Building on the achievements of the WEU and the principle of European solidarity, the EU has taken on crisis management tasks since 2000 and has now developed a Common Security and Defence Policy. With the entry into force of the Lisbon Treaty, a new phase in European security and defence begins. Article 42.7 of the Treaty on the European Union now sets out that, if a Member State is the victim of armed aggression on its territory, the other Member States shall have towards it an obligation of aid and assistance by all the means in their power, and states that commitments and cooperation in this area shall be consistent with commitments in NATO, which for its members remains the foundation of their collective defence and the forum for its implementation. In this context, we remain strongly committed to the principle of mutual defence of article V of the Modified Brussels Treaty. The WEU has therefore accomplished its historical role. In this light we the States Parties to the Modified Brussels Treaty have collectively decided to terminate the Treaty, thereby effectively closing the organization, and in line with its article XII will notify the Treaty’s depositary in accordance with national procedures.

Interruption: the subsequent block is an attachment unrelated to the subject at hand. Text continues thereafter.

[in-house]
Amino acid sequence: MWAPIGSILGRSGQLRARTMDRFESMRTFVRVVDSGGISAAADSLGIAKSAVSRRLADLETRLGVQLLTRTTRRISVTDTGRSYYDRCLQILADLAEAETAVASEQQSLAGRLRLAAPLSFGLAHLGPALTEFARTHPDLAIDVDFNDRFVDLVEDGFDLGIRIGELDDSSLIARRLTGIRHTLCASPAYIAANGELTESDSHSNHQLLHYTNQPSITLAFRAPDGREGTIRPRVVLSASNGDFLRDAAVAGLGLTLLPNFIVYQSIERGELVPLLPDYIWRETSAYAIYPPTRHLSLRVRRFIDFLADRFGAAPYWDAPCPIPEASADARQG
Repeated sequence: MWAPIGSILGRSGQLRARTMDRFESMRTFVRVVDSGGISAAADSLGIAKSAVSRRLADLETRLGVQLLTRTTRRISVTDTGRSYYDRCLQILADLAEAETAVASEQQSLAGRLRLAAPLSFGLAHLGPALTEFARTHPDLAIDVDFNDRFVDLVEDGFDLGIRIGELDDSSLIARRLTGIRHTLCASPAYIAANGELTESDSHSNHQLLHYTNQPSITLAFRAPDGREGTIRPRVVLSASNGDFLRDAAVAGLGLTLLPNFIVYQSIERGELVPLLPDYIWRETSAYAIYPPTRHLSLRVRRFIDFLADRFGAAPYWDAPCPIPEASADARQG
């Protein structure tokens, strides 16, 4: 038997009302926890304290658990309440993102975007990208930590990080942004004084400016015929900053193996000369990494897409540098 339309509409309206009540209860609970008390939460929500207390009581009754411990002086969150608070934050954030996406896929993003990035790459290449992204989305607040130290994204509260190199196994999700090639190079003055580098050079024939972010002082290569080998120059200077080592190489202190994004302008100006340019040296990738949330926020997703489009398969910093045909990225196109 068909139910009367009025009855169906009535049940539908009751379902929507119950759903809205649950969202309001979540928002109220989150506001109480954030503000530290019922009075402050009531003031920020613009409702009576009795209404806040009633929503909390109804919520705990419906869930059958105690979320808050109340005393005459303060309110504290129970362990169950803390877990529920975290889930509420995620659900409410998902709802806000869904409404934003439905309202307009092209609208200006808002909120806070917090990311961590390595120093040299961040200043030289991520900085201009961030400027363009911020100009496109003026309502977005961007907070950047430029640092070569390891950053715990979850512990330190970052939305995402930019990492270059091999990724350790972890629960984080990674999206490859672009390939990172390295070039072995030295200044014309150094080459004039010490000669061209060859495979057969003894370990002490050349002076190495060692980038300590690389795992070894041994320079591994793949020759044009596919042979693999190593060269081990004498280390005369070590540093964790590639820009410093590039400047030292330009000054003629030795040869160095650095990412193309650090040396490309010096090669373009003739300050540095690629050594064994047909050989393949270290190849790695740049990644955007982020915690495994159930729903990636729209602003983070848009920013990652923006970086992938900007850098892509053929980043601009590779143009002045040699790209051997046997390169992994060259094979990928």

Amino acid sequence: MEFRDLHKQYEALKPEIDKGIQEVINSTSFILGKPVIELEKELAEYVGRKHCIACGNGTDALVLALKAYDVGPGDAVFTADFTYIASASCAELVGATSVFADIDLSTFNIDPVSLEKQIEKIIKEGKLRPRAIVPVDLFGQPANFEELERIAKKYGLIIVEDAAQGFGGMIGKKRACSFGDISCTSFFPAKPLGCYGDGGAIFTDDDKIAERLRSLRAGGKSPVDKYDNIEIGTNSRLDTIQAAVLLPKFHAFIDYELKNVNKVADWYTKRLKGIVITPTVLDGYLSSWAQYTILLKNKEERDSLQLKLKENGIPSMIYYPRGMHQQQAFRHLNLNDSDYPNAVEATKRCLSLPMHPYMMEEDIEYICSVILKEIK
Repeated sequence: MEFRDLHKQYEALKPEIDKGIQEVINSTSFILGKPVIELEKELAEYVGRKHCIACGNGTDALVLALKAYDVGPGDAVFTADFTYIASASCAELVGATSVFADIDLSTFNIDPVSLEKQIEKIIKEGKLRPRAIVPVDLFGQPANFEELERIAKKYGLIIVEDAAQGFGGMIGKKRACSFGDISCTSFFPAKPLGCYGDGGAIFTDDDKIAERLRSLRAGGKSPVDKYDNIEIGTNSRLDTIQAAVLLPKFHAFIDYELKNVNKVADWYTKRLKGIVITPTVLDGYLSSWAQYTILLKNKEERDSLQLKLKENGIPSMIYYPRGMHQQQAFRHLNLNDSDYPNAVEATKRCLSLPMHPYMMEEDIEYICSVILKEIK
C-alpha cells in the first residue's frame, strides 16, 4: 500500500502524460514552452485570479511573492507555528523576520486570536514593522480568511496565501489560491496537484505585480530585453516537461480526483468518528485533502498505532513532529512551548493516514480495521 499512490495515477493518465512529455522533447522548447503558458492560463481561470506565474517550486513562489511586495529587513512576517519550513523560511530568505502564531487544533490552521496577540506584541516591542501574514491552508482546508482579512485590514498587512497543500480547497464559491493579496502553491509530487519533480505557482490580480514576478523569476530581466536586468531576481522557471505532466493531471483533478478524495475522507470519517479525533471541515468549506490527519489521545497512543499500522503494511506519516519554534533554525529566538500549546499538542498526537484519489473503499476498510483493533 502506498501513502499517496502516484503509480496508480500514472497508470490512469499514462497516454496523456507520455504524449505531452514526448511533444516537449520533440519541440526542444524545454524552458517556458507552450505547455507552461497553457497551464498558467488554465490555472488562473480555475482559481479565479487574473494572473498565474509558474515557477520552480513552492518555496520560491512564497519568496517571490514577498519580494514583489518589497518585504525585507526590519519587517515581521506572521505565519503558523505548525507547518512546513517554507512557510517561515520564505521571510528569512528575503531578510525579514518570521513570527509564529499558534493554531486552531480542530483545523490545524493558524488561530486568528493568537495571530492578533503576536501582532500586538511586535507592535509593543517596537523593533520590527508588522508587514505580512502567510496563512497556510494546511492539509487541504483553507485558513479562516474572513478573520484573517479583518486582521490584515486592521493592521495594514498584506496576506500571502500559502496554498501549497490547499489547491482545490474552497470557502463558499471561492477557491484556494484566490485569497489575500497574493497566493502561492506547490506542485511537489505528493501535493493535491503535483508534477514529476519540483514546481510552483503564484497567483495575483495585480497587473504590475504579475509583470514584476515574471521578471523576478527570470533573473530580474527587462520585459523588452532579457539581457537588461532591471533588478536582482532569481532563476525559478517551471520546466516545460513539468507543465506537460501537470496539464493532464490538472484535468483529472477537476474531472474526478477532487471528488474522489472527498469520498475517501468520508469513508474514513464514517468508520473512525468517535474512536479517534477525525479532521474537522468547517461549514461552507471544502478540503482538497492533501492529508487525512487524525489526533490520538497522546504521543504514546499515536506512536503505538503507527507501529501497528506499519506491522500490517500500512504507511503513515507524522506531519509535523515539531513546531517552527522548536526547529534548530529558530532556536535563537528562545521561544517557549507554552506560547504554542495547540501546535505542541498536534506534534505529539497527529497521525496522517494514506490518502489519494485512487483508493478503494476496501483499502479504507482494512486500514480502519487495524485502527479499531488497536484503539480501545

The Assembly of WEU has contributed substantially to the development of a European culture on security and defence. In accordance with the specific nature of CSDP, we encourage as appropriate the enhancement of interparliamentary dialogue in this field including with candidates for EU accession and other interested states. Protocol 1 on the role of national parliaments in the European Union, annexed to the Lisbon Treaty, may provide a basis for it.